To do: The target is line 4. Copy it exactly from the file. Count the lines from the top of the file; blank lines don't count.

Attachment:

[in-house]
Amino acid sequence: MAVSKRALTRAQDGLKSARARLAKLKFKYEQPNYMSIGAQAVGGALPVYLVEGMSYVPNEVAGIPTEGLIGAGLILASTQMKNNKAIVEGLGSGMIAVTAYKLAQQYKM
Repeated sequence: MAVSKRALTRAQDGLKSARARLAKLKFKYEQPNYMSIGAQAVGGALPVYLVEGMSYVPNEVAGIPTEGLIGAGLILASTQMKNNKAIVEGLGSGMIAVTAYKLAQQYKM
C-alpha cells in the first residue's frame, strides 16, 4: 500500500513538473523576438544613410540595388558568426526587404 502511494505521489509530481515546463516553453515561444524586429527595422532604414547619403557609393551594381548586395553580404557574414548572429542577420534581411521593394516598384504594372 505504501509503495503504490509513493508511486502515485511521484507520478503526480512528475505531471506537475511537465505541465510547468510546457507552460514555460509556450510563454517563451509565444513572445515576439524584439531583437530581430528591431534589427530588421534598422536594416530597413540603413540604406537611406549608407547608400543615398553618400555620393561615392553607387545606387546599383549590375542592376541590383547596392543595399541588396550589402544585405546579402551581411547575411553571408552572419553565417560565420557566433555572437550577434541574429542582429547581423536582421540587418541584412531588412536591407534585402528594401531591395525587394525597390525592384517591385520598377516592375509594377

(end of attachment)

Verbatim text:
C-alpha cells in the first residue's frame, strides 16, 4: 500500500513538473523576438544613410540595388558568426526587404 502511494505521489509530481515546463516553453515561444524586429527595422532604414547619403557609393551594381548586395553580404557574414548572429542577420534581411521593394516598384504594372 505504501509503495503504490509513493508511486502515485511521484507520478503526480512528475505531471506537475511537465505541465510547468510546457507552460514555460509556450510563454517563451509565444513572445515576439524584439531583437530581430528591431534589427530588421534598422536594416530597413540603413540604406537611406549608407547608400543615398553618400555620393561615392553607387545606387546599383549590375542592376541590383547596392543595399541588396550589402544585405546579402551581411547575411553571408552572419553565417560565420557566433555572437550577434541574429542582429547581423536582421540587418541584412531588412536591407534585402528594401531591395525587394525597390525592384517591385520598377516592375509594377